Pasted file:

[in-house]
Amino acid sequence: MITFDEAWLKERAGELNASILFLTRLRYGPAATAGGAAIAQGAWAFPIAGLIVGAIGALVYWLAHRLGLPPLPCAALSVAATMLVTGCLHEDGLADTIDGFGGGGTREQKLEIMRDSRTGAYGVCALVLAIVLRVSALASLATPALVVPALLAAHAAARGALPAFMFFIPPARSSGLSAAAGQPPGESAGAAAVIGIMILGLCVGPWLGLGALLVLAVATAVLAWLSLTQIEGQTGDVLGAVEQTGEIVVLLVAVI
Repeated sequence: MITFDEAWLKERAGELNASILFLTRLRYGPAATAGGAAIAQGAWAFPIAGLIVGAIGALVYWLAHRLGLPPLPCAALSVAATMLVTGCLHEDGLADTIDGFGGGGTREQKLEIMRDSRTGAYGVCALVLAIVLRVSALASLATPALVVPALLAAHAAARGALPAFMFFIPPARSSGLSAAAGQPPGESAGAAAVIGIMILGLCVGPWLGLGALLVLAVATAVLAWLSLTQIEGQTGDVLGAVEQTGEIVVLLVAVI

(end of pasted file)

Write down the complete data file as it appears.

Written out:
[in-house]
Amino acid sequence: MITFDEAWLKERAGELNASILFLTRLRYGPAATAGGAAIAQGAWAFPIAGLIVGAIGALVYWLAHRLGLPPLPCAALSVAATMLVTGCLHEDGLADTIDGFGGGGTREQKLEIMRDSRTGAYGVCALVLAIVLRVSALASLATPALVVPALLAAHAAARGALPAFMFFIPPARSSGLSAAAGQPPGESAGAAAVIGIMILGLCVGPWLGLGALLVLAVATAVLAWLSLTQIEGQTGDVLGAVEQTGEIVVLLVAVI
Repeated sequence: MITFDEAWLKERAGELNASILFLTRLRYGPAATAGGAAIAQGAWAFPIAGLIVGAIGALVYWLAHRLGLPPLPCAALSVAATMLVTGCLHEDGLADTIDGFGGGGTREQKLEIMRDSRTGAYGVCALVLAIVLRVSALASLATPALVVPALLAAHAAARGALPAFMFFIPPARSSGLSAAAGQPPGESAGAAAVIGIMILGLCVGPWLGLGALLVLAVATAVLAWLSLTQIEGQTGDVLGAVEQTGEIVVLLVAVI